The problems they’re wrestling with are universal:  Job loss.  Loneliness.  Relationship issues.  Addiction.  Lack of health insurance.  Lack of money.  Depression.  Family conflicts.  Mental illness.

There are no easy answers.  Sometimes there are no answers at all.  Sometimes despite all the resources at our fingertips, a caller lives in an area where no assistance, free or otherwise, is available.  Or he doesn’t have a car, or access to a bus line.  Or she’s unable to leave her home for various reasons.  Sometimes despite every suggestion, despite every phone number offered, the caller doesn’t want help.

The reasons someone decides to take his or her life are as diverse as various individuals' personalities.  One person’s breaking point may simply be another’s bump in the road.  That’s why it’s critical to get it out of the way at the beginning of the phone call:  Are you thinking of hurting yourself or are you considering suicide.  It’s too easy for the volunteer to assume the situation isn’t as bad as it may be if the caller isn’t immediately up front; the volunteer must always assume the worst case scenario.

What surprised me is how many of my callers weren’t suicidal despite the huge, sometimes seemingly insurmountable problems in their lives.  So many times they just wanted someone to hear them out.  As sad and hopeless as some of the situations were, they also left me in awe of the human spirit and its desire to persevere.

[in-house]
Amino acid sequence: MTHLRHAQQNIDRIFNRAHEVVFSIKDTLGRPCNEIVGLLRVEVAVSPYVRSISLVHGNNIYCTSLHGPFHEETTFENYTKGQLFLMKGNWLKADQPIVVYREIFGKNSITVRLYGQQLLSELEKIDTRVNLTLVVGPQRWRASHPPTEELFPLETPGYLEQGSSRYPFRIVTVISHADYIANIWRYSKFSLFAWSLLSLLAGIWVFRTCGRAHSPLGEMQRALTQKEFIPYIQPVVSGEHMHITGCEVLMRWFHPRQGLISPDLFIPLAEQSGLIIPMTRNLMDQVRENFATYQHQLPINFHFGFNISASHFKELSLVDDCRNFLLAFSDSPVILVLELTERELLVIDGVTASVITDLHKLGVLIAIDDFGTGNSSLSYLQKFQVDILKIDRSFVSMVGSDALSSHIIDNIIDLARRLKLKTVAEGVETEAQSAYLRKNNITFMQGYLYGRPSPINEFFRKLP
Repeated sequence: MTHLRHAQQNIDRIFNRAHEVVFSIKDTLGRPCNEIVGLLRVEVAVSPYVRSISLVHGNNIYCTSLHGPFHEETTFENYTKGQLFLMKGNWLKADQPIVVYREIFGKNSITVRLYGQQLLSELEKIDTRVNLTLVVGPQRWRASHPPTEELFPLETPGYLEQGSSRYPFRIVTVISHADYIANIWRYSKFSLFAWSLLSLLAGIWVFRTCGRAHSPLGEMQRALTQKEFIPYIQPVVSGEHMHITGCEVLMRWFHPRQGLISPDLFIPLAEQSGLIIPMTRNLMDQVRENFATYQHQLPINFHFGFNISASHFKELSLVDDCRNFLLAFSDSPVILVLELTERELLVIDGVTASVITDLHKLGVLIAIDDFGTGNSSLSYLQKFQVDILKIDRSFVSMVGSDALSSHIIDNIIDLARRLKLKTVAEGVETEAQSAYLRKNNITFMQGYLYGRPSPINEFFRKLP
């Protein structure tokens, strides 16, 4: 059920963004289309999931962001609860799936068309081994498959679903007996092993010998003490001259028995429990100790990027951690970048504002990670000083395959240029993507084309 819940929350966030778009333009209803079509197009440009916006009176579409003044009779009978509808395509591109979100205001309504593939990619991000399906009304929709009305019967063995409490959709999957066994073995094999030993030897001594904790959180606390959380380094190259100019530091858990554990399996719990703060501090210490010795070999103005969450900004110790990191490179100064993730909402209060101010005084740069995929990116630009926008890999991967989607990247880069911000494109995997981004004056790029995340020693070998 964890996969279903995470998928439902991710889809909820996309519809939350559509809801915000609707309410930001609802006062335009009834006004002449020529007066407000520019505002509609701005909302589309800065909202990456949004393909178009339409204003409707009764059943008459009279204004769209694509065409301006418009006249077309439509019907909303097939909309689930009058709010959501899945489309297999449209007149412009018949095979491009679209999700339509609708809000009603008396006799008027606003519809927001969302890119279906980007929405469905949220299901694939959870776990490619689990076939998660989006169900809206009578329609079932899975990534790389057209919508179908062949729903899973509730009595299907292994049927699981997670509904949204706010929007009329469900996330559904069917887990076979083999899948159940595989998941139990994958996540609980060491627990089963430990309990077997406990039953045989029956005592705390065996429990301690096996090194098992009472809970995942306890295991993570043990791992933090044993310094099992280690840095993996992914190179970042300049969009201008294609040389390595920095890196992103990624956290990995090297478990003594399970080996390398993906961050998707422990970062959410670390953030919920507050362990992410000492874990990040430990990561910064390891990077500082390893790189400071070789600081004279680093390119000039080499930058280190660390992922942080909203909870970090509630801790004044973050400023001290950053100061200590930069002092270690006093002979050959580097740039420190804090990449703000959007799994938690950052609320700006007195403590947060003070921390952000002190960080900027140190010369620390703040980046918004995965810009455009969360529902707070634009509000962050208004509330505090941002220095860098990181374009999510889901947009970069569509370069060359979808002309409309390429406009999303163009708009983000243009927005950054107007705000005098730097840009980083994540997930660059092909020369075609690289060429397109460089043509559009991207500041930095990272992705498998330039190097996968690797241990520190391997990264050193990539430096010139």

Sometimes I still think about Sam.*  He called one morning at about 5.  He was adamant he wasn’t suicidal, he just wanted to talk.  He'd made a mess of his life due to drinking.  He hated what he did for a living, working a dead end minimum wage job at one of those discount dollar stores. Almost all his money was going to child support yet he couldn’t see his three kids because he didn’t live close enough to his ex-wife and had no transportation.  He had no car and couldn't drive anyway since he'd lost his license.

Sam missed his kids but he was afraid their mother was turning them against him.  He said he sent them letters and birthday and Christmas presents but she’d send them back to him, unopened.  His work was three miles away.  Since he had no car and didn't live near a bus line there was only one way for him to get there - by walking.

I didn’t make any suggestions and he didn’t ask for any. I just listened while he matter-of-factly told me about himself and his life and how things had gotten to where they presently were.  Two hours later Sam said he had to go; he had to be out the door if he was going to be at work at 8.

Even though he’d done most of the talking, I felt drained. I wasn’t sure how to end the call but I also didn’t want to let him go.  I wanted to say something to him that would make him feel hopeful.  While I was frantically trying to think of the right words that might send him on his way with a lighter heart, he saved me the trouble.  He began making a strange high-pitched noise that at first I took to be a laugh, then realized was a wail as it went on and on.  It ended with a strangled cry as he gasped, I don’t want this life!  I don’t want this life!  I don’t want this life!

Then Sam quickly pulled himself together, thanked me for listening and hung up.